The translation and interpreting professions are no doubt in a transition process; a transition stirred mostly by technology. We all know it. It is equally important, however, that we all know and acknowledge the limitations of technological advances and the boundaries for the use of technology-based tools.
I recently learned about an initiative put forth by the Canadian government to provide all its employees with Portage –an automatic translation software similar to Google Translate – developed by the National Research Council of Canada. Of course, for translators in Canada, this may represent job losses and a decline of the quality of government communication.
The Translation Bureau – " the federal organization responsible for supporting the Government of Canada in its efforts to communicate with and provide services for Canadians in the official language of their choice"– is known as a provider of high quality services for which considerable resources have been invested to develop an impressive array of language-related services. This includes writing guidelines, articles, quizzes, linguistics tools such as terminology standardization, glossaries in an array of fields, and terminology databases –namely Termium, which I consider to be one of the most reliable sources for terminological research in English, French, and Spanish (although Spanish is not as exhaustive as in English and French).
The Translation Bureau, however, has reportedly not been hiring new translators and is counting on attrition to decrease the size of its staff. The initiative of providing all federal employees with automatic translation software adds to the concerns of current staff translators. A recent newspaper article reports that a pilot with 200 federal employees will assess the effectiveness of the translation software before it is launched government-wide by 2016.
The development of technological applications for our profession bears witness to the demand for translation –as well as interpretation– services. We all are interacting globally more and more. I, for one, use machine translation for casual communication (i.e. Facebook) with persons around the world with whom I share common interests but do not share a common language. In this context, machine translation comes in handy but remains a better-than-nothing solution. There are times when I wonder what I my German friends, for example, really meant. I get the gist of it, and it is of no serious consequence if I don’t understand everything. However, in settings where quality communication is key, it is an aberration to even think of using machine translation.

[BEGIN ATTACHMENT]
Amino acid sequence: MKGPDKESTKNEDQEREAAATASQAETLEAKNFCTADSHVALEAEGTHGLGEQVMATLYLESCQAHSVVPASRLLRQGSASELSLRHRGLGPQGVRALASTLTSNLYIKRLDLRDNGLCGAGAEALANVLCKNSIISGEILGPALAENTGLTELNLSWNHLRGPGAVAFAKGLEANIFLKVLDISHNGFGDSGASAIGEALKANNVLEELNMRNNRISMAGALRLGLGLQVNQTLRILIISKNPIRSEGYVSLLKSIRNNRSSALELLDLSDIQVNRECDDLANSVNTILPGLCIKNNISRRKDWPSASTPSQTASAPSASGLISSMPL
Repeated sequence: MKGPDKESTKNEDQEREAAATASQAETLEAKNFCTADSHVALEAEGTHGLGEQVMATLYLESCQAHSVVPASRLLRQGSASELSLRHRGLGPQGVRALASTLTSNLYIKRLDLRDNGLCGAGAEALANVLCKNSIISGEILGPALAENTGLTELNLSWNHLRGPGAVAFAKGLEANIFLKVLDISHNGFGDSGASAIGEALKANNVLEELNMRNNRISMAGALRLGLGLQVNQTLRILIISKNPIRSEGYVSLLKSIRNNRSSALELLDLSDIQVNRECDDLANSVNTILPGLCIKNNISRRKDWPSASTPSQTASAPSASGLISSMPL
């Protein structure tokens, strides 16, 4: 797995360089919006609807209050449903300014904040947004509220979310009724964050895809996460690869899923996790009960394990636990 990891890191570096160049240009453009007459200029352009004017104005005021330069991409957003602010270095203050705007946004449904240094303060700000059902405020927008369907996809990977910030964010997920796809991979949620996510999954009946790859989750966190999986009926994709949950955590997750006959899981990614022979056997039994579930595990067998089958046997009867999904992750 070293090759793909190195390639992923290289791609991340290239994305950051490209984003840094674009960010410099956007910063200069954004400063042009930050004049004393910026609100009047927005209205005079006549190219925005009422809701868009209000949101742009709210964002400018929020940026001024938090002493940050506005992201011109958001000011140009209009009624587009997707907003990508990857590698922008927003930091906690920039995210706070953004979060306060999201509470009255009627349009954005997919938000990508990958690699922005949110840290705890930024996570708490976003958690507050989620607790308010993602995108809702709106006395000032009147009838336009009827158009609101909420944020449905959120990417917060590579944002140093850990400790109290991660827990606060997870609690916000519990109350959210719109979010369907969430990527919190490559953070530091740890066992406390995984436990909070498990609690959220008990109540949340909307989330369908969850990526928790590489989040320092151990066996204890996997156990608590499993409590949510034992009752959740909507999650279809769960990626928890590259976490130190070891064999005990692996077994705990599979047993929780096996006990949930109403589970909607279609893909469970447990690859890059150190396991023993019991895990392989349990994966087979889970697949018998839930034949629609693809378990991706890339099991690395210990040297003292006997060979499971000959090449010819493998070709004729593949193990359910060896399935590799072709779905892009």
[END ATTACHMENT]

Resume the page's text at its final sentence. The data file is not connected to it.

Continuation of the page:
In a fast-paced world, translators face tight deadlines and turnaround times. It is my hope that if the Canadian government pilot yields positive outcomes, installing translation software on the desktops of federal employees will mean that translators will be able to focus more on the production of quality key documents that will translate –no pun intended– into higher quality government communication. Automatically generated translation has its place in the large scheme of things, but the intricacy and beauty of language still outsmarts any statistical probability matching device. It remains, however, a story to be continued. In the meantime, let’s reserve machine translation for settings such as social media and for other times where getting the gist of a message suffices. But let’s continue to educate and prepare the best qualified translators and interpreters.